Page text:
The UCC. The Uniform Commercial Code was first published in 1952 and has been enacted by all states. It has been a long term joint project of the National Conference of Commissioners on Uniform State Laws. While Georgia did not enact the UCC until some years after its initial introduction in 1952, it was clear both from the drafting of the UCC and its implementation that a dual filing system was necessary to provide actual “Notice.” A uniform financing statement may be filed in the local county courthouse, but it may also be centrally filed in Atlanta. Thus, in the days before the internet, the wisdom of the drafters of the UCC knew that a UCC filed in some outlying distant county many hundreds of miles from the state capitol provided no Notice and no real method for determining whether a financing statement existed on a fleet of trucks in a distant county. A hand search of the same financing statement made in Atlanta would show whether the fleet of trucks in the outlying county was, in fact, subject to a prior financing agreement.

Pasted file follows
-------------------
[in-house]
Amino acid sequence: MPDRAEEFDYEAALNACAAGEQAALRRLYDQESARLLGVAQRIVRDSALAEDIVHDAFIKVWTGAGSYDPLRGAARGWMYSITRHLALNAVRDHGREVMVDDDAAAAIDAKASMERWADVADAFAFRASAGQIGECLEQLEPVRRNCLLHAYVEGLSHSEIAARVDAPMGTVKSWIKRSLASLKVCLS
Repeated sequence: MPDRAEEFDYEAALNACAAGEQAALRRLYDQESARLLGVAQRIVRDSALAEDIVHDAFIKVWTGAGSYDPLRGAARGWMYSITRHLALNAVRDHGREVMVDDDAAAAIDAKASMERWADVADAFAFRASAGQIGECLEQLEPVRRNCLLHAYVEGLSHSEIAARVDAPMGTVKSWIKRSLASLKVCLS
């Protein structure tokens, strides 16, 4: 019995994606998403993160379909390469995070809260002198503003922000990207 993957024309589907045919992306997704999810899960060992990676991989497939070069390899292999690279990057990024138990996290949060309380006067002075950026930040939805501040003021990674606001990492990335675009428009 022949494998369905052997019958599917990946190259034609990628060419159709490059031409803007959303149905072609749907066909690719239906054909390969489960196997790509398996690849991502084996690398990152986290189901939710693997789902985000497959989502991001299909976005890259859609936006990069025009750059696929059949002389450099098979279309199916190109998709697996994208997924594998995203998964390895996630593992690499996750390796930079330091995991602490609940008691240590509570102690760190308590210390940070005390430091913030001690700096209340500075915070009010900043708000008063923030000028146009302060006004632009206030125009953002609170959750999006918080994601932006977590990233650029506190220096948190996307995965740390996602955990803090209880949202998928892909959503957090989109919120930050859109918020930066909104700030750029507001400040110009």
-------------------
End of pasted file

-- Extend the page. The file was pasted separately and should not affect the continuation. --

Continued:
The Georgia Secretary of State. The entire e‑filing revolution associated with the Georgia Secretary of State's office shows the power of statewide centralization of records. In the early 1990s, many law firm’s had one employ designated to dial 404‑656‑2817 and reach a live person at the Georgia Secretary of State's, Corporations Division. Sometimes, if our employee ever got through on the phone, we might be able to determine the “Register Agent,” for a Corporation. When the Governor set out to revolutionize the Georgia Secretary to State's office under the "e‑revolution," the Secretary of State's databases moved online as one of the first databases in the nation. Attorneys were suddenly able to research very substantial amounts of data at the Secretary’s Office without a physical visit to Atlanta.
Notwithstanding the clear teachings of the centralization of the GSCCCA, the UCC and the Secretary of State’s Office, the General Assembly continues to allow legal advertisements in Georgia to be published in an incomprehensible maze of 159 legal publications scattered throughout the state.
III. OCGA § 9-13-142 Provides Legal Newspapers With A Monopoly that Impedes Centralization.
Legal newspapers in all 159 counties have a monopoly with respect to the publication of legal advertisements pursuant to OCGA § 9‑13‑142.  That statute provides that one official newspaper or official organ of the county shall be designated for the publication of sheriff sales, citations of the probate court judges, or any other advertising commonly known in terms of "official or legal advertising.”